They are considered adults towards the end of their first century of life, when they experience "the Drawing of the Veil": they no longer experience their primal memories, and only recall the events of their current life. As adults, they learn how to control the memories they experience during a trance, often choosing to recall useful or comforting ones as needed.

Finally, they experience another change and become "elder elves" in their third or fourth century:

At some point during adulthood, the reverie of an elf’s trance is first interrupted by a new form of unbidden thought. This seemingly errant memory arises not from the elf’s personal experience, nor from the memories of the elf’s primal soul, but comes from another life and another time.

As these intrusive thoughts become more frequent, they focus less on the world and their focus turns inward.

Regardless of how soon or how often elves experience such memories, most consider them a blessing from the gods. The experiences of other lives that are revisited during trance can be examined for lessons to be applied during one’s waking life, signs from the gods, or ways to open an elf’s perspective to other points of view.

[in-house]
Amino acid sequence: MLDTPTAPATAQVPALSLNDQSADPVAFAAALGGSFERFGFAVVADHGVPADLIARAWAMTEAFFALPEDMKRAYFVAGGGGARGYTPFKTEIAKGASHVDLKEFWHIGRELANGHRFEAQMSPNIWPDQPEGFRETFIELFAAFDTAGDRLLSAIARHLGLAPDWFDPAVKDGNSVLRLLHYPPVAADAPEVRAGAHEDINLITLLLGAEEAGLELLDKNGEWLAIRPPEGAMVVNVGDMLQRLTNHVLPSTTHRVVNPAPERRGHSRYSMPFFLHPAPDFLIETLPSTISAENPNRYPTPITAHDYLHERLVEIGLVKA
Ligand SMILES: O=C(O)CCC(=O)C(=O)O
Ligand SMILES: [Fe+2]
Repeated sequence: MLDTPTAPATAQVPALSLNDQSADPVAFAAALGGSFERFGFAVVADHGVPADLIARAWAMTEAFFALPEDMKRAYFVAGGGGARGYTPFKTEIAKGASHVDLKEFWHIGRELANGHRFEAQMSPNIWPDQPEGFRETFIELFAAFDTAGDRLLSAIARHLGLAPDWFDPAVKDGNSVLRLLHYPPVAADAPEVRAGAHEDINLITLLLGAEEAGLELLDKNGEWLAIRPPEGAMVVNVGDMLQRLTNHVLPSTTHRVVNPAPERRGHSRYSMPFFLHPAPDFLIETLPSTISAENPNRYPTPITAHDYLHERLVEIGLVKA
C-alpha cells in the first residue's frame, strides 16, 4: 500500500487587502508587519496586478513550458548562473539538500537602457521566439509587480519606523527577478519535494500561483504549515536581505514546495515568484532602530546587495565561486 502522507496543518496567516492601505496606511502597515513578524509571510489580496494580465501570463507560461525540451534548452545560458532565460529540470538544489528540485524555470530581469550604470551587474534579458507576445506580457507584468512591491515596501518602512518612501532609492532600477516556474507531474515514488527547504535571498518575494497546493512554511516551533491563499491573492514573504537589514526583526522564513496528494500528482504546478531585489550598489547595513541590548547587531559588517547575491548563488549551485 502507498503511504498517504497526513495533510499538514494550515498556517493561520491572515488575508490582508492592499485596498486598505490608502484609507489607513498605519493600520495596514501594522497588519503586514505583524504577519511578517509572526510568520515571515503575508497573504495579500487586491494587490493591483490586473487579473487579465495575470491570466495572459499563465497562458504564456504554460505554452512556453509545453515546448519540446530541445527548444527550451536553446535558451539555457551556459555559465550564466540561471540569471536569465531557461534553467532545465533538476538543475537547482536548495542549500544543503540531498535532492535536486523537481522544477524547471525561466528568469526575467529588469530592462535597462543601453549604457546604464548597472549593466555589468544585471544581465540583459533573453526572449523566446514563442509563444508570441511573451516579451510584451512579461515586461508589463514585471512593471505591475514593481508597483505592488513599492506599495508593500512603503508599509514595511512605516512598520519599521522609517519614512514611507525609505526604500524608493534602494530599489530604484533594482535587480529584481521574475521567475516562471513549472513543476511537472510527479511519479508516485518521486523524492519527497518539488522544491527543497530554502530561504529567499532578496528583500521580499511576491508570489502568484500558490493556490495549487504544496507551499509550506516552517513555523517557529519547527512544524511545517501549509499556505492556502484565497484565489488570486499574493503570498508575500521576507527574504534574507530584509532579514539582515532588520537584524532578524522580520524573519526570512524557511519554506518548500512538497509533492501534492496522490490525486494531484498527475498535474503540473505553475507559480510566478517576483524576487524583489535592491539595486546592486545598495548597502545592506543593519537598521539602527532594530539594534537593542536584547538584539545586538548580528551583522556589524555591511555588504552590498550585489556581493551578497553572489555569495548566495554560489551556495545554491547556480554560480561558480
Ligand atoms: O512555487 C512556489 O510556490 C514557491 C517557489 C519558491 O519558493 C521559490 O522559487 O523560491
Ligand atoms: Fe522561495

A handful of elves in any generation never experience an other-life memory during trance. It’s hypothesized that these select few might be reincarnations of the original primal elves who sprang from Corellon’s blood and were allowed to stay in his company. Although most elder elves become more serene, these rare folk spend the rest of their lives throwing themselves into dangerous situations, as if daring death to try to take them.